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Bank of England says weakening regulators would undermine market reforms

LONDON (Reuters) -Weakening the independence of regulators would undermine reforms to bolster Britain's finance industry, the head of the Bank of England said on Thursday, in a rebuff to proposals from the leading candidate to be the country's next prime minister.

The Conservative government proposed a welter of reforms last month in a bill to boost London's appeal to global investors in the wake of Brexit, increase investments by insurers in infrastructure, and regulate some cryptoassets.

On Wednesday, the Financial Times reported that Liz Truss, the front-runner to succeed Boris Johnson as prime minister next month, would add new powers to the bill, giving ministers the ability to override financial regulators like the Bank of England (BoE), if deemed in the public interest.

BoE Governor Andrew Bailey said in a letter to parliament's Treasury Select Committee that he welcomed the financial services bill as initially proposed, which is intended to "establish a strong, responsive and internationally respected" approach to regulating financial services in Britain.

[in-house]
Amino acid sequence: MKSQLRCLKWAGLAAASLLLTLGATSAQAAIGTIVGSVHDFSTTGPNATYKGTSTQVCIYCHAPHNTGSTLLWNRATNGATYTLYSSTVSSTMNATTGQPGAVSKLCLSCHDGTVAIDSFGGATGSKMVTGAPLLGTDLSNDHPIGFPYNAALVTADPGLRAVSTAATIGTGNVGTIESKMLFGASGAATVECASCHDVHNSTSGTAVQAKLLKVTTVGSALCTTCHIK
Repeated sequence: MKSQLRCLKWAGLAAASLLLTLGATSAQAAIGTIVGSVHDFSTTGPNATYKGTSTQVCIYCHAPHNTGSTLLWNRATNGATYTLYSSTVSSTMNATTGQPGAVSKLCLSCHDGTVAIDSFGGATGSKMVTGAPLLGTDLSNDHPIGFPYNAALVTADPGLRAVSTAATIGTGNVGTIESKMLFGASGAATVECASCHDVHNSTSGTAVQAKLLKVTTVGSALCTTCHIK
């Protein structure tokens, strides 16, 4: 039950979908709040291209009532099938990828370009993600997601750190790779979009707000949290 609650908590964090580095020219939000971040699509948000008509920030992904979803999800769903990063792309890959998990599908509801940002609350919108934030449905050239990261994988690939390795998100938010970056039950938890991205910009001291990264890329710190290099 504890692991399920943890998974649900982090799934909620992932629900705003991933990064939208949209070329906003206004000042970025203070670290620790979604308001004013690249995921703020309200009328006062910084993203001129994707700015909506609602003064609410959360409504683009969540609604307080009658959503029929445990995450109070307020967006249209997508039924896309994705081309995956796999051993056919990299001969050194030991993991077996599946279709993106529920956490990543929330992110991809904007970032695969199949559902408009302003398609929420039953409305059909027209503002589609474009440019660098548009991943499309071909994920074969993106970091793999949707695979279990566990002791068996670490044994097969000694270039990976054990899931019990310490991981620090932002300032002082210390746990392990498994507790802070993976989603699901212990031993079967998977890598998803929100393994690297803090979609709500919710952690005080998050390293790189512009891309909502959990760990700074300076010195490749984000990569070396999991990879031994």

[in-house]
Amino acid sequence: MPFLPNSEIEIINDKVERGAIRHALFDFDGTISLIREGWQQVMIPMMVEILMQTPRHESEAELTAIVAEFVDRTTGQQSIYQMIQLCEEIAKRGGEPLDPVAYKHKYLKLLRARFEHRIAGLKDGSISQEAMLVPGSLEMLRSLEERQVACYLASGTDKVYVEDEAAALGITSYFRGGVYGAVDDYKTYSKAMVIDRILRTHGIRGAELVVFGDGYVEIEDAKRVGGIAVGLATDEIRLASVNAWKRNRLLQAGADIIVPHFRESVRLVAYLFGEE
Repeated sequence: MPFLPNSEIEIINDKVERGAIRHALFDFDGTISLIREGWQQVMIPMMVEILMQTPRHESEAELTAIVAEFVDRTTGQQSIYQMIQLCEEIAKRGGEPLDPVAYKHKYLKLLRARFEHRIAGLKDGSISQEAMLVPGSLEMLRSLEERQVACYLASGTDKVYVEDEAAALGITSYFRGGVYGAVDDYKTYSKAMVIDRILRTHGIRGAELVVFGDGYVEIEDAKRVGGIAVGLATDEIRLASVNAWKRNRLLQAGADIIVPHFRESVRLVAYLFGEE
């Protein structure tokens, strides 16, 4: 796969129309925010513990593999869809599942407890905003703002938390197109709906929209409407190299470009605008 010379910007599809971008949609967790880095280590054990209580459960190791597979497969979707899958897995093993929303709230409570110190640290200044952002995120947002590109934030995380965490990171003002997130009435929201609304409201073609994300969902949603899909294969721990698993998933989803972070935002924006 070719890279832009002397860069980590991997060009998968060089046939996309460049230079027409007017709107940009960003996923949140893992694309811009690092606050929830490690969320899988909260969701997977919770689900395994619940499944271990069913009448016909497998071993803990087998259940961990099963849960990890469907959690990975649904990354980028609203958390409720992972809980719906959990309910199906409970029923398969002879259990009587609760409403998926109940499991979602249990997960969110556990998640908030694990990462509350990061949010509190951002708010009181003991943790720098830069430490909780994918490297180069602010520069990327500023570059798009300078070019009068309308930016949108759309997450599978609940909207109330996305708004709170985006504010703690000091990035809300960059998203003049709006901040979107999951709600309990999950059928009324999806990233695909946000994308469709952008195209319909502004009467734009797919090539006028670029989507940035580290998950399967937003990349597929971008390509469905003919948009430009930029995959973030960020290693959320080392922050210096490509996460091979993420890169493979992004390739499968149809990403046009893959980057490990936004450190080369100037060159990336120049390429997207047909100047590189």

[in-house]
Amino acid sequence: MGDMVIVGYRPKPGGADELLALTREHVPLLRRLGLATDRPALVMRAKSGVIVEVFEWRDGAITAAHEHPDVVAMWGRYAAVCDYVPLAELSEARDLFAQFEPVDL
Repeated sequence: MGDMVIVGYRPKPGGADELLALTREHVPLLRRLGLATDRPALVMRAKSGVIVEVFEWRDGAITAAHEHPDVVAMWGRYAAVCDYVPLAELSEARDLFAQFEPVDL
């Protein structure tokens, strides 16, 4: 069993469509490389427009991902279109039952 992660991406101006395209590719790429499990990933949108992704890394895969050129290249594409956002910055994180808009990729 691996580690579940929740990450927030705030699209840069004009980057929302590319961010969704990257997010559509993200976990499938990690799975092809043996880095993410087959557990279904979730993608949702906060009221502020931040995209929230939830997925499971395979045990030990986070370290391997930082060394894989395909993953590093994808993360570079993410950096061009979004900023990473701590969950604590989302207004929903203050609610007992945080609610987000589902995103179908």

"Regulatory independence is important, not least because our international standing, and therefore the competitiveness of the UK financial sector which the reforms are aimed at enhancing, depends on it," Bailey said.

"Anything that would weaken the independence of regulators would undermine the aims of the reforms," Bailey added in the letter dated July 27 and published by the committee on Thursday.

Bailey said the BoE's banking regulatory arm would publish a discussion paper next month, setting out the BoE's vision for implementing the reforms as they currently stand in terms of strong standards, accountability to parliament, stakeholders, and the public at large.

(Reporting by Huw JonesEditing by Sinead Cruise and Mark Potter)